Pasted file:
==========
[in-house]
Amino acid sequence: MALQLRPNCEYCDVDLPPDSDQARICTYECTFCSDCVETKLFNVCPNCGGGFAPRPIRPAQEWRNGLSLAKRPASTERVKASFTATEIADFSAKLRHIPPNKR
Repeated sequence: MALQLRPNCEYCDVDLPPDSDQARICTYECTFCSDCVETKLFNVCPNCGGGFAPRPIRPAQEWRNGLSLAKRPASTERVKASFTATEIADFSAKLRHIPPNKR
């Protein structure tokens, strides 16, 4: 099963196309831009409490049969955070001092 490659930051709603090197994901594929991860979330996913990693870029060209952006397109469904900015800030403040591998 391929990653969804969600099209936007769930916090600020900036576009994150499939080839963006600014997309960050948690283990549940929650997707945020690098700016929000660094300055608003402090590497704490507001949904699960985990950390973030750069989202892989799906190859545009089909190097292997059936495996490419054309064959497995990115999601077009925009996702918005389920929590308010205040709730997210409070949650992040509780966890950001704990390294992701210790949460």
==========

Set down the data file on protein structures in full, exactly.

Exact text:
[in-house]
Amino acid sequence: MALQLRPNCEYCDVDLPPDSDQARICTYECTFCSDCVETKLFNVCPNCGGGFAPRPIRPAQEWRNGLSLAKRPASTERVKASFTATEIADFSAKLRHIPPNKR
Repeated sequence: MALQLRPNCEYCDVDLPPDSDQARICTYECTFCSDCVETKLFNVCPNCGGGFAPRPIRPAQEWRNGLSLAKRPASTERVKASFTATEIADFSAKLRHIPPNKR
């Protein structure tokens, strides 16, 4: 099963196309831009409490049969955070001092 490659930051709603090197994901594929991860979330996913990693870029060209952006397109469904900015800030403040591998 391929990653969804969600099209936007769930916090600020900036576009994150499939080839963006600014997309960050948690283990549940929650997707945020690098700016929000660094300055608003402090590497704490507001949904699960985990950390973030750069989202892989799906190859545009089909190097292997059936495996490419054309064959497995990115999601077009925009996702918005389920929590308010205040709730997210409070949650992040509780966890950001704990390294992701210790949460």